2) We are too busy to care for the hurting

If we are not doing an adequate job of caring for our friends and communities, you can imagine that we are also failing to make a difference in the world outside, in our greater communities of the towns and states where we live, and in remote communities where we can make a difference in lives of the needy.

Certainly some churches spend a large amount of money and effort on outreach, and I'm not claiming that they don't.  As one test, if the local church is a non-profit organization designated to help people, then a majority (90%?) of the effort and resources should be spent on helping people, split appropriately between in-reach and outreach (maybe 50/50?).  The rest is overhead.  How much overhead does it take to spread a little bit of love?

Evidence of this syndrome of being too busy to care, are power struggles, arguing over who's the boss, egos, squabbles, rumors and gossip.  Are our battles in the church about how to care for each other and those outside the church better?  Or are they about insubstantial things?  Are we more concerned with who's in charge, than who's falling between the cracks or who is hurting?

So, why is this commentary about caring an issue of theology and reformation?  That's simple. Our justification for running things the way we are comes from exactly our view of God, our teaching about the Bible, and our statement of faith.  We have to go back and take a serious look at "why". Why don't we care?  What are we investing in, instead of people?  We'll find that we are focused on other things, because we think God likes it that way!  I won't go into it here -- but my point is that our views of God have a problem, if they don't lead directly to LOVE.  It's a matter of the heart!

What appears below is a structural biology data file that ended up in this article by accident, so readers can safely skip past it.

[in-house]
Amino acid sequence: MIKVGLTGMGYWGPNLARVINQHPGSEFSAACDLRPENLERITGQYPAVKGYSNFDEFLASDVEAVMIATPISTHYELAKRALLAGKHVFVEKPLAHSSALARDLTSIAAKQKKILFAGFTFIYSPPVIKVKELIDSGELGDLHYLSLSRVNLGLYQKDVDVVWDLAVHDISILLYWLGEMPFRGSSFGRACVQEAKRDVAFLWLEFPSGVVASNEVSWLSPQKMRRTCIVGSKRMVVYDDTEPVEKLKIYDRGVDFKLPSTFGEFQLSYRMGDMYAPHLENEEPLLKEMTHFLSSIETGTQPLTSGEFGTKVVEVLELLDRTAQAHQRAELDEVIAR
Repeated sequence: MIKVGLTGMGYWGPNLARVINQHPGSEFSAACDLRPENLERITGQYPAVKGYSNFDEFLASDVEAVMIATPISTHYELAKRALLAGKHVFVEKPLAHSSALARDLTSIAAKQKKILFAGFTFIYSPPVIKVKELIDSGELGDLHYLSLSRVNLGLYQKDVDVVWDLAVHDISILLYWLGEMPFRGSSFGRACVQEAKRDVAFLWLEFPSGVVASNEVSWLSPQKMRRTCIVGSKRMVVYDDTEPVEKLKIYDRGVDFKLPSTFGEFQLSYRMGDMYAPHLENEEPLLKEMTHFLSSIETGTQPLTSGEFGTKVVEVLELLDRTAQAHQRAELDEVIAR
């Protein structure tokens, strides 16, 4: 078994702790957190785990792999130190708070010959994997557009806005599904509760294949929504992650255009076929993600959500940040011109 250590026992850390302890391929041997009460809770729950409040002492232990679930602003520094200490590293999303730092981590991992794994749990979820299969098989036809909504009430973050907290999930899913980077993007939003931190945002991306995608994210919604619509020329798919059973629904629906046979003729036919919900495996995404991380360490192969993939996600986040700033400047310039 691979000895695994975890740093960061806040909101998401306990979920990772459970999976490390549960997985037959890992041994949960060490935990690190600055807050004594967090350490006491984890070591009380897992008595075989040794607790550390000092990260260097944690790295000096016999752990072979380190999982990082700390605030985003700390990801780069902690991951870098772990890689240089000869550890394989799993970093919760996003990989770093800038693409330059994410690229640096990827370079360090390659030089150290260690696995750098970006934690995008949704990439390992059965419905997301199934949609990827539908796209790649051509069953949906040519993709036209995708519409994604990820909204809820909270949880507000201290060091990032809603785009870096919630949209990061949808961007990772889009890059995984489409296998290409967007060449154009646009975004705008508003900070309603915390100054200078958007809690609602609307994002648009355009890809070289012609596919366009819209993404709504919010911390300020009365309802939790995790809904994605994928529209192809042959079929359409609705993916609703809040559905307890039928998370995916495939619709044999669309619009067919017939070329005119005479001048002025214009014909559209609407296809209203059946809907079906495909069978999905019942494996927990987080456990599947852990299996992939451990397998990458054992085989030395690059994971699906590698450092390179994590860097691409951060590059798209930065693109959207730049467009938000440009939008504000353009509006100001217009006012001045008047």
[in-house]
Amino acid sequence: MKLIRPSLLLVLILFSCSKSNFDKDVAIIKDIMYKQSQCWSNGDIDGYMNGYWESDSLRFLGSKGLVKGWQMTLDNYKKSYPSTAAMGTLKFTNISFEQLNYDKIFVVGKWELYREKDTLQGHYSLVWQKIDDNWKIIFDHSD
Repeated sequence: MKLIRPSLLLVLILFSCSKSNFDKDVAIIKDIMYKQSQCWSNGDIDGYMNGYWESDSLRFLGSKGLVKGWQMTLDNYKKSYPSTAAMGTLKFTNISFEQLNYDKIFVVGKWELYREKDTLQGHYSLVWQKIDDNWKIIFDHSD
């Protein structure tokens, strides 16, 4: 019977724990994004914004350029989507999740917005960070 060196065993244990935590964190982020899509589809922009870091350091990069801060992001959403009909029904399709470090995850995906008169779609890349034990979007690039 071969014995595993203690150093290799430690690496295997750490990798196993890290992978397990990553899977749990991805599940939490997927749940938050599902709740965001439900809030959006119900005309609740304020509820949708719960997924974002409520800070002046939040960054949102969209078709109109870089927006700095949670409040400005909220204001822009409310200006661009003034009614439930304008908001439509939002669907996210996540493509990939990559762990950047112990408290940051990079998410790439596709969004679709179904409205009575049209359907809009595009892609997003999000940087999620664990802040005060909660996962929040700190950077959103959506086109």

3) We are too concerned about our own interests

Often, in order to protect the system we have built, we spend our energy opposing people we think are a threat to our community. People of other religions, atheists, liberals, gays, peace activists and tree-huggers, whoever.  That is not just a waste of precious community resources, it is deliberately doing harm to others in order to protect our own interests.  There's little of "Love Others" in the way we treat people we don't agree with.  "Don't get me started! ...".  Suffice to say that our theology leads us to fight enemies of "truth" rather than to love them.  We judge people because of how we think God judges them.  We are imitating the God we believe in.  So, it's a matter of theology that leads us to be judgmental and even hateful toward others.